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Knowledge and Humanity

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"The whole object of education is to develop the

mind. The mind should be a thing that works."

-Sherwood Anderson

"When dealing with people, remember

you are not dealing with creatures of logic,

but creatures of emotion."

-Dale Carnegie

In "Is There Any Knowledge That a Man Must Have," American literary critic Wayne C. Booth argues what one must know to qualify as a man. And by "man," Booth is not referring to the gender, but to ones humanity - what does it mean to be human? Booth begins by explaining and refuting three classifications of humans: man as machine, man as animal, and man as part of a larger unit working to fulfill society's needs. He then clarifies the types of knowledge that "a creature must have to qualify as a man:" a man must have the ability and desire to learn about oneself and his place in the world, a man must recognize artistic beauty, and a man must be able to think and make decisions by himself, for himself. Booth theorizes that these types of knowledge can only be successfully implemented in a liberal-arts education system, one that revolves around the principle of teaching people to think for themselves. Booth proves his theory's superiority to other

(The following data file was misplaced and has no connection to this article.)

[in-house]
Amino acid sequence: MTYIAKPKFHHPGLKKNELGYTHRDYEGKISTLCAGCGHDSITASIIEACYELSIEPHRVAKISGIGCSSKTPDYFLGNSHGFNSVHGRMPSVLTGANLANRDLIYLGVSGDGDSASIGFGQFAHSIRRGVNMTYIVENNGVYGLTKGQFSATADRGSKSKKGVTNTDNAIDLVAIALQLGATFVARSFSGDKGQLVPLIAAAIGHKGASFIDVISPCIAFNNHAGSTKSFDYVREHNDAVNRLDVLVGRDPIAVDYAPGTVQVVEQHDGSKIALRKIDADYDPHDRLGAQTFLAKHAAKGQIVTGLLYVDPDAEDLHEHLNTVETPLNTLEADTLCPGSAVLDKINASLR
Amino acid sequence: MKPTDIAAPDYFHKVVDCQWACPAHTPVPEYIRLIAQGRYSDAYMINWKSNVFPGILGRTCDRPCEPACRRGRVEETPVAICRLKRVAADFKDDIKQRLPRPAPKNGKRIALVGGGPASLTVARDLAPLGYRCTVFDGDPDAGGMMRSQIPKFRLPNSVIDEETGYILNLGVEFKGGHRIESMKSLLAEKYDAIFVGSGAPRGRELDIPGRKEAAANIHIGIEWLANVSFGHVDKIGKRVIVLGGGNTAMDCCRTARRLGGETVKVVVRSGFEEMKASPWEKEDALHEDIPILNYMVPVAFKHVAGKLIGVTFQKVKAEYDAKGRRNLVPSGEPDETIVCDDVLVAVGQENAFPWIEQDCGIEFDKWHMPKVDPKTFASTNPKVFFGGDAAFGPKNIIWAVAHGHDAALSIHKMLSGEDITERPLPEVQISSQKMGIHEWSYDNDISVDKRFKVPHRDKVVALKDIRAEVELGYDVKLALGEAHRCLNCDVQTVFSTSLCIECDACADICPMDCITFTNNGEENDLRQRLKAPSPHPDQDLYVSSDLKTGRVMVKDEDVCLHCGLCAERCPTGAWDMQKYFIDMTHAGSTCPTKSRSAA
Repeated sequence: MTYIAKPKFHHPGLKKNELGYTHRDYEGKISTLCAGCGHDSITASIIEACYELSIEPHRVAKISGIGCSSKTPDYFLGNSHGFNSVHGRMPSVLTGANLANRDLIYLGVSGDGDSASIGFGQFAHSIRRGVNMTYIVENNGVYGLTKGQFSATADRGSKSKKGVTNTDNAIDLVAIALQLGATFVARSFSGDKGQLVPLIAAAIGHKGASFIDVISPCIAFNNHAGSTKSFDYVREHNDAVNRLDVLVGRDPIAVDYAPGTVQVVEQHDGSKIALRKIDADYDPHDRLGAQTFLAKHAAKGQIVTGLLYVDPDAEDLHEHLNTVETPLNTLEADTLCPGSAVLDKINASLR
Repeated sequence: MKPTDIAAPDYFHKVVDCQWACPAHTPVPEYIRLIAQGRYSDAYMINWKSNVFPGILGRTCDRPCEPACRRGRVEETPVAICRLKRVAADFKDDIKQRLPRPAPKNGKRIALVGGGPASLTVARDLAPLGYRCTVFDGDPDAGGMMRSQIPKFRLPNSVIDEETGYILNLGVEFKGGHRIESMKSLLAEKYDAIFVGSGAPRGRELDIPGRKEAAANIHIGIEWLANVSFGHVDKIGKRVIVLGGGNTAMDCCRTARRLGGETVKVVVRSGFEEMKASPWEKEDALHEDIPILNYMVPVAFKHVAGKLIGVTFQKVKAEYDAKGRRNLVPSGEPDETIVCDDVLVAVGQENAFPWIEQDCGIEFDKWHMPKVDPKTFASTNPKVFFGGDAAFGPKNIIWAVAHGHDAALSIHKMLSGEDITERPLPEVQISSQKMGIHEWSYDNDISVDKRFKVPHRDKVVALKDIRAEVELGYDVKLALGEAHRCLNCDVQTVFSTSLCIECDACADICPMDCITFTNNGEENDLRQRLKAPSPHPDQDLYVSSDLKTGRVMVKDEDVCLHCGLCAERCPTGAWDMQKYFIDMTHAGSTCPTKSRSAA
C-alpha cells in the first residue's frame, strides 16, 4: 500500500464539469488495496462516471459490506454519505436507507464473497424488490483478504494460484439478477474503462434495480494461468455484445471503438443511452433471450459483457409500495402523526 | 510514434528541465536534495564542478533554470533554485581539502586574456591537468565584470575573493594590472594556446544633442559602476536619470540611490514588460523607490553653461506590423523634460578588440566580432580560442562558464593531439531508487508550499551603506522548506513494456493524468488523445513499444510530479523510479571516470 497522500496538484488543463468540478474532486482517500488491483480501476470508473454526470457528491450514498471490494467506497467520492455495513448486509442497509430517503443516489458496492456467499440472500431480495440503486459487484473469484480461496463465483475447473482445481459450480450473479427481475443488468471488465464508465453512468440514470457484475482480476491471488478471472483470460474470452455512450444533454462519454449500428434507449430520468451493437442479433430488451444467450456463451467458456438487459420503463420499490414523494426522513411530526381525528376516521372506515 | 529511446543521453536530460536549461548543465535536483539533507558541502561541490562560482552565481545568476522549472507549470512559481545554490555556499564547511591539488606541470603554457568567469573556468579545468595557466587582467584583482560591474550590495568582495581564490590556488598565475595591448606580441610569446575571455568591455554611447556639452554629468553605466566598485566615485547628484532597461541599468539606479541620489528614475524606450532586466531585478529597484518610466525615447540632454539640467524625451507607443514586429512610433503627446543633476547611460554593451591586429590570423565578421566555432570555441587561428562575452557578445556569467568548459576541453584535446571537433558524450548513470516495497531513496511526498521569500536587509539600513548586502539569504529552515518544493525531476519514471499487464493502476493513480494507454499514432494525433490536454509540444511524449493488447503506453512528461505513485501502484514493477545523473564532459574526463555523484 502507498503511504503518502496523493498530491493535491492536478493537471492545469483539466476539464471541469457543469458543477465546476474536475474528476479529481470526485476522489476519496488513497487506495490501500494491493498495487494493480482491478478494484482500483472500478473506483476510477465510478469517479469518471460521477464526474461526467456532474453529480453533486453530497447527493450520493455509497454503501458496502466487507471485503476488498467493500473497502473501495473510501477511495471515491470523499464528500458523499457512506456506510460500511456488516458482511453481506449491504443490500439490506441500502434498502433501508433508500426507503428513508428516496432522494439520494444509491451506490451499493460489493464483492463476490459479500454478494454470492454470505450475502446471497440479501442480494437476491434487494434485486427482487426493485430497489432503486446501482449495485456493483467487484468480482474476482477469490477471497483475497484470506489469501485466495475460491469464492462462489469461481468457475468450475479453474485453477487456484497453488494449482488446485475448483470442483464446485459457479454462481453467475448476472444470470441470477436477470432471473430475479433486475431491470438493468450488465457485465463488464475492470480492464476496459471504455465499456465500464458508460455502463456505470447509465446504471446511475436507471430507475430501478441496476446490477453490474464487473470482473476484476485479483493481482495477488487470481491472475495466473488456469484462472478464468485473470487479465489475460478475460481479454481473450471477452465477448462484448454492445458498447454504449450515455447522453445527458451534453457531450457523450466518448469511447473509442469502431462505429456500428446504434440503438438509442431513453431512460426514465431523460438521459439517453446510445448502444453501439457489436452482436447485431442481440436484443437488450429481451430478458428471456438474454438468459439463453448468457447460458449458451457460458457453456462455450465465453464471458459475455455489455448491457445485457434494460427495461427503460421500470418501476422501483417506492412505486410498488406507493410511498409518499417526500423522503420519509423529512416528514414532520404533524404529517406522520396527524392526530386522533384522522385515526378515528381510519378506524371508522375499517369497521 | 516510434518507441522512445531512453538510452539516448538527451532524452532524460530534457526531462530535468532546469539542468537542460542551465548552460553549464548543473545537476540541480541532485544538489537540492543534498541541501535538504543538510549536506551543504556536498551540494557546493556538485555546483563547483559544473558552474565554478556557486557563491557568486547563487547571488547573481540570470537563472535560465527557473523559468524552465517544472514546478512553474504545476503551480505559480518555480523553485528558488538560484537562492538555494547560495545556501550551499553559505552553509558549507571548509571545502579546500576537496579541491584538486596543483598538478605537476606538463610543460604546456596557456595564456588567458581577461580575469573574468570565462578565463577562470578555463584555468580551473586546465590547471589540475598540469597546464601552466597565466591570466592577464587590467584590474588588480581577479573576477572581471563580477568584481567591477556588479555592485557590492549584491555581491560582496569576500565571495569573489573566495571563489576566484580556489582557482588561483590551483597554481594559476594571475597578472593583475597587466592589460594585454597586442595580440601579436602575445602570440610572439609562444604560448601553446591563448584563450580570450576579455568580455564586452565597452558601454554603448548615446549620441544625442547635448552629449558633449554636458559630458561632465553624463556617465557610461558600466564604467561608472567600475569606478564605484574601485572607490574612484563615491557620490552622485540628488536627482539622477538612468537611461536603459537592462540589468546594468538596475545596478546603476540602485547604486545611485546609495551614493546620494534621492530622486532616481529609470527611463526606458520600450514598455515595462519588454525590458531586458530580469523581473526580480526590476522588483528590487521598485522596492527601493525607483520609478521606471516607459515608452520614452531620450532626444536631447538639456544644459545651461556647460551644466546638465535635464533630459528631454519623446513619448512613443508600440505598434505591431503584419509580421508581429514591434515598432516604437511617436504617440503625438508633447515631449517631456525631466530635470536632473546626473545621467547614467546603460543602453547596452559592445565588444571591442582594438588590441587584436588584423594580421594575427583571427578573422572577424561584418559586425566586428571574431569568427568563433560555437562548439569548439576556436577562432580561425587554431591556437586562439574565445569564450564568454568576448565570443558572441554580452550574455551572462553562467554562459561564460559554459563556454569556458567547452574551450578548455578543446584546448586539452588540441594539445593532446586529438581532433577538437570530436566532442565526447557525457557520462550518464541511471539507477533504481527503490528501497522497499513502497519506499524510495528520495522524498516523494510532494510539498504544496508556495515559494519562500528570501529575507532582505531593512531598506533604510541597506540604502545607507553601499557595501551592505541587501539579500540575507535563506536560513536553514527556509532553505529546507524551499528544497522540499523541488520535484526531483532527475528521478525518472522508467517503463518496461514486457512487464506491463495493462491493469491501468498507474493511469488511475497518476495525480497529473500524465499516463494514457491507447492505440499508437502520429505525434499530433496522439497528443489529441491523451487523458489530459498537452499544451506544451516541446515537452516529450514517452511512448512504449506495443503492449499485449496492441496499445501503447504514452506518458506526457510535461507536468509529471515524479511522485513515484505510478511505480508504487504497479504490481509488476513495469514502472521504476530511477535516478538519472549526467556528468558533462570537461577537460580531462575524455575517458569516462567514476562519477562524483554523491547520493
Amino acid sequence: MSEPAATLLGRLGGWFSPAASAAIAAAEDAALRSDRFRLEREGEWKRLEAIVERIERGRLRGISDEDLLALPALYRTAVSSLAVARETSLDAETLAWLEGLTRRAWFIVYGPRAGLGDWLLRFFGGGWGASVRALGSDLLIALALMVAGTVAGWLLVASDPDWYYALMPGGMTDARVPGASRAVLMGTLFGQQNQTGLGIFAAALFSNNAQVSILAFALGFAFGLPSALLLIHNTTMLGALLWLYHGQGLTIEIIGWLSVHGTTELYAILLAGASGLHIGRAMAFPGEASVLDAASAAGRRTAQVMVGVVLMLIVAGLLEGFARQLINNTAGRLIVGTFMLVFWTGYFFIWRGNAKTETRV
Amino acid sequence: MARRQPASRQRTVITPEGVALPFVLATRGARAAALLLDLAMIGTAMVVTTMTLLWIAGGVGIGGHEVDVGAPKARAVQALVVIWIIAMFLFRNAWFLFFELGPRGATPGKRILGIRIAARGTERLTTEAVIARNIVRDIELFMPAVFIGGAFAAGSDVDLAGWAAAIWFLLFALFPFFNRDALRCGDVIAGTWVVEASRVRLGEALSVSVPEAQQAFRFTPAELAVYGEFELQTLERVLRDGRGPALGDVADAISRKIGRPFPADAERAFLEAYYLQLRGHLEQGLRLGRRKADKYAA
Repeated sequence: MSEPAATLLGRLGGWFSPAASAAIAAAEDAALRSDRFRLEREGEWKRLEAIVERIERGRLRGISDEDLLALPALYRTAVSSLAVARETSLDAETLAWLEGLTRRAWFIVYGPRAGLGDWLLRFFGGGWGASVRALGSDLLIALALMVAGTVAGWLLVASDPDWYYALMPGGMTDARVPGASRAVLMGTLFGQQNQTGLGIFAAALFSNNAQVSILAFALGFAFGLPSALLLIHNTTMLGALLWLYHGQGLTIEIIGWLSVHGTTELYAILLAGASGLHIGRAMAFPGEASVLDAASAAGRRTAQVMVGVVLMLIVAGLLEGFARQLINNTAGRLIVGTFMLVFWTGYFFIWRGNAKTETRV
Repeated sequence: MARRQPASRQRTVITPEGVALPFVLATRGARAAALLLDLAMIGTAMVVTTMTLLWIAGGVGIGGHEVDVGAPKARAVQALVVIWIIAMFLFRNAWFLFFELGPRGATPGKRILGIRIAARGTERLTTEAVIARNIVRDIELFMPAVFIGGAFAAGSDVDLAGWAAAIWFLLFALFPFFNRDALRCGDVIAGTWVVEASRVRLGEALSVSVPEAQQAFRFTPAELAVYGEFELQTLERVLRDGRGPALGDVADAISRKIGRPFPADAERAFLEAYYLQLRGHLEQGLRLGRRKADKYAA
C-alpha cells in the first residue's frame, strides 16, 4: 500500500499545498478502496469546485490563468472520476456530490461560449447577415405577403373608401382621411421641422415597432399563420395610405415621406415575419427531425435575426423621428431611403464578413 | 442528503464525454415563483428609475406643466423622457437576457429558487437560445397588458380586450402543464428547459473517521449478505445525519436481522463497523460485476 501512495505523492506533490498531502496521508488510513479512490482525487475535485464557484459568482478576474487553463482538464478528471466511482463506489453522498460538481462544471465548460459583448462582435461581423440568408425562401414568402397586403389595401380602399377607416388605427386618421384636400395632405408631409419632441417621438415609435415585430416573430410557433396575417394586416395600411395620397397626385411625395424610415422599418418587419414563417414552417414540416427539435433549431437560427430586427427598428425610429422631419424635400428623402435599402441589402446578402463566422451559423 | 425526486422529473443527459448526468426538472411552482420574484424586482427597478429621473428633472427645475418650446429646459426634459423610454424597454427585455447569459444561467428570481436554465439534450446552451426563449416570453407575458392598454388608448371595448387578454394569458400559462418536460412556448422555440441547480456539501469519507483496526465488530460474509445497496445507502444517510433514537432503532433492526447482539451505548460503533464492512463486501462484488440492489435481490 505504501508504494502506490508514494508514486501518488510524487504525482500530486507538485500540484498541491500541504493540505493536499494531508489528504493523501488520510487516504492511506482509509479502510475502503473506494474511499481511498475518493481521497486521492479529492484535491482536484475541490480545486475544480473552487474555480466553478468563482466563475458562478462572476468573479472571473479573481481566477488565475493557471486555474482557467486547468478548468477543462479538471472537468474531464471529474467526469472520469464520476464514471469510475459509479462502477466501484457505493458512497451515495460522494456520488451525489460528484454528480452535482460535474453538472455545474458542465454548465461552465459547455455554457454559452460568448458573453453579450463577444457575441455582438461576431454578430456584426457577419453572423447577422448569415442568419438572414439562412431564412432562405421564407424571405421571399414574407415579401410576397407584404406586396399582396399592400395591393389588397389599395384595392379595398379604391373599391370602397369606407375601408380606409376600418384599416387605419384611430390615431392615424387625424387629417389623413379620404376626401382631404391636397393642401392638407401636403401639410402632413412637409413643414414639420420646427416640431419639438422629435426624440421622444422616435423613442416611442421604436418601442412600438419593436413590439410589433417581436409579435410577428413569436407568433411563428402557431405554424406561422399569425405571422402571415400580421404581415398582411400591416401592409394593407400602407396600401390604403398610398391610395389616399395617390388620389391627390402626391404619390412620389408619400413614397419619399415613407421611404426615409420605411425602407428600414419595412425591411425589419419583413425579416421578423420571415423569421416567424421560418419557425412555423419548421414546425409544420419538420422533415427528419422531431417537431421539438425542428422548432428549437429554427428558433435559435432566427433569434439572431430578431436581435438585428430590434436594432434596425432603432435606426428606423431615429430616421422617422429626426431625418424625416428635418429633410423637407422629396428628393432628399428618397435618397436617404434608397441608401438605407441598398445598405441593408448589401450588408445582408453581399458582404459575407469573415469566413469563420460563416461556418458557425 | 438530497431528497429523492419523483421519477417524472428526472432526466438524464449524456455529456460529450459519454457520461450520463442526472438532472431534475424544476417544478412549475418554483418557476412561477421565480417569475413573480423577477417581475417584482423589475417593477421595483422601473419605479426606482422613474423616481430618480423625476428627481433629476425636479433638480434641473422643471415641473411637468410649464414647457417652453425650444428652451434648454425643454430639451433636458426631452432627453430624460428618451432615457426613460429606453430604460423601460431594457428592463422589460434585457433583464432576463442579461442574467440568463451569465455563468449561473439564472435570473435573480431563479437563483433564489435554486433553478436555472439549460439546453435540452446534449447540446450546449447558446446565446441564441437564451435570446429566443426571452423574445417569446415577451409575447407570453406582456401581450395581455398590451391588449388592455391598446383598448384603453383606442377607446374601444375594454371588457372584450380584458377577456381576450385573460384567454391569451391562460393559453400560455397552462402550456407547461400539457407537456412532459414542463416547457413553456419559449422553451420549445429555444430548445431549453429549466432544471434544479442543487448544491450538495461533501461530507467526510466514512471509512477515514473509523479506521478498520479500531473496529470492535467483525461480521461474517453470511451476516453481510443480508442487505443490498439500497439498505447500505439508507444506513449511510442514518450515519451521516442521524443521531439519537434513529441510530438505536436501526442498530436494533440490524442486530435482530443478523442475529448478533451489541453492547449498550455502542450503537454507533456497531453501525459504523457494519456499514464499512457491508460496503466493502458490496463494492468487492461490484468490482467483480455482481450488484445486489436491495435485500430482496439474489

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theories of humanity by refuting the claims of other theories, clarifying their flaws on fully capturing the essence of what it is to be human.

Under the theory of seeing man as machine, Booth explains that a human is seen as a machine in which teachers act as "programmers," and that learning is simply the transfer of data from programmer to machine. He continues by explaining the flaws in this "educational system:" that a machine "can teach only what a machine can 'learn,'" (Booth 3) and that "machines are expendable, ultimately expendable, and men are mysteriously ends in themselves" (Booth 7). He elaborates that the infinite gap between man and machine is a human's selfhood, awareness of being a person, conviction of freedom, ability to love...a machine will never outlove, outlive, or outvalue a human. A machine isn't even aware of its own existence, and thus cannot be curious about the world around it or of its place in the world. Ultimately, a machine lacks the ability to make decisions for itself.

Under the theory of seeing man as animal, Booth explains that humans are just complex animals, and thus can be taught in essentially the same way as animals. He provides an example of the learning process of animals by describing how a pigeon can learn to play ping-pong by rewarding every movement that moves the pigeon closer to success and refusing to reward any movements or gestures that result in anything else. He refutes this way of education explaining that if humans only learned for reward, then all

education relies on the rewarding of proper learning. He also referred to the



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